Euro-Zone News and Analysis
Press summary: Greece edges closer to a disorderly default as politicians refuse to back more austerity
Greece edges closer to a disorderly default as politicians refuse to back more austerity;
Bild am Sonntag: 53% of Germans want Greece to leave the eurozone
Greece took a step closer to default over the weekend as talks between the Greek unity government and the EU/IMF/ECB troika broke down. The troika continues to demand greater austerity, with a focus on cuts to the minimum wage and greater public sector job reductions. However, all three of the political parties which currently back the ‘technocratic’ Greek government refused to support such measures, although they did back a further €3.3bn in cuts this year. But the troika and the stronger eurozone member states have made it clear that the voluntary restructuring will not be finalised and the second bailout will not be dispersed until there is some political consensus backing their demands in Greece.
Reports suggested the Greek government initially had a deadline of noon today to find an agreement. However, Greek officials have refuted that this morning, suggesting a deal must only be instituted before the next meeting of eurozone finance ministers, which Handelsblatt suggests has been moved to Wednesday. It is widely accepted that an agreement must be found this week in order for there to be enough time to institute the voluntary restructuring and stop Greece defaulting on a large debt repayment on 20 March.
Speaking to Der Spiegel, Eurogroup Chairman Jean-Claude Juncker said that if Greece failed to implement the necessary reforms, it could “not expect others to demonstrate solidarity…If we should find that everything goes wrong in Greece, there will be no new programme, meaning that a statement of default will follow in March.” Jürgen Trittin, chairman of the Greens’ faction in the Bundestag called for the ECB to take losses on its holdings of Greek debt, while a poll conducted for Bild am Sonntag found that 53% of respondents wanted to see Greece leave the eurozone.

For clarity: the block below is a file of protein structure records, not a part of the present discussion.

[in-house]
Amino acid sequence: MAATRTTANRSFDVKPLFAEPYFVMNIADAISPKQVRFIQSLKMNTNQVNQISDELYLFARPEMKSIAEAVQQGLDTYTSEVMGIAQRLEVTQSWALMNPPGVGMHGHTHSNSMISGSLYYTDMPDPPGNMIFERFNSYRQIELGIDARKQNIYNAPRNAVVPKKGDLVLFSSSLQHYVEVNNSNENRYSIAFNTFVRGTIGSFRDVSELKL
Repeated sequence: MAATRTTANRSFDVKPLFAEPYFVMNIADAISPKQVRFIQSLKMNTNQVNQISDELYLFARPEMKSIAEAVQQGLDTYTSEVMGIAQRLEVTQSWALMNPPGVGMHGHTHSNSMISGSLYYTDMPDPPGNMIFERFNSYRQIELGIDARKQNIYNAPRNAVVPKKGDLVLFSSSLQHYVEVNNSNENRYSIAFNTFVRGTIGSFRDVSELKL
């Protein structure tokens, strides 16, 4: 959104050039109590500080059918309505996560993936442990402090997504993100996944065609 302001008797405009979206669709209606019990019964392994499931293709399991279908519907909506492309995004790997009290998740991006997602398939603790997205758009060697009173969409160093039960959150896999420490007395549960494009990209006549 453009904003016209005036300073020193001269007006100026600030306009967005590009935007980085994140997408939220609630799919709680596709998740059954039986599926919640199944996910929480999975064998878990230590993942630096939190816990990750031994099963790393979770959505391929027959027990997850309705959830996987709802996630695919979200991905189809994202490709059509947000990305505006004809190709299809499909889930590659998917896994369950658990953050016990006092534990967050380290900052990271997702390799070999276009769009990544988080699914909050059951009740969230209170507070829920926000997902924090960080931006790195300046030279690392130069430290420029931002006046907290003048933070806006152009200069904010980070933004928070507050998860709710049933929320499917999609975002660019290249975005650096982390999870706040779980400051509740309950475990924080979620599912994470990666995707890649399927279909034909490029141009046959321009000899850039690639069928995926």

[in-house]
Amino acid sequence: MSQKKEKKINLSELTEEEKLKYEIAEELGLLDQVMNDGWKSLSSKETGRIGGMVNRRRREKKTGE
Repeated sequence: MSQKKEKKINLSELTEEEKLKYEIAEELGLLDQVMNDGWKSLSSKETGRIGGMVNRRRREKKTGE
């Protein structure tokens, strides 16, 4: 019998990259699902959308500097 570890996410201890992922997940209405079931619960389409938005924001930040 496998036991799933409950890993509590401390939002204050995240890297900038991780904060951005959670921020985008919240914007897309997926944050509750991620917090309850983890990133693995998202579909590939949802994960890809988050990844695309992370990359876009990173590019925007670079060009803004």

German business weekly Wirtschafswoche runs with the headline, “The euro conspiracy. How Germany is being squeezed out.” The article criticises the ECB for giving in and pumping huge amounts of money into the eurozone. Open Europe’s commentary on the state of Greek banks was featured on Zerohedge.
FT Reuters BBC CityAM WSJ Il Sole 24 Ore Expansión Telegraph Spiegel Welt Bild am Sonntag Independent IHT Le Monde Le Point Les Echos Les Echos 2 Corriere della Sera FT Weekend EUobserver Saturday’s Telegraph Sunday Telegraph FT Weekend 2 FT Weekend 3 WSJ 2 WSJ 3 Irish Times ORF DW Kathimerini Reuters FTD Handelsblatt Handelsblatt: Henkel Handelsblatt 2 Handelsblatt 3 Wirtschafswoche Wirtschafswoche 2 Süddeutsche FAZ FAZ 2 Spiegel Welt Welt: Hildebrandt Irish Times Irish Independent Welt FT: Munchau FT: Chancellor WSJ: Sargent WSJ: Nixon BBC: Hewitt Times: Emmott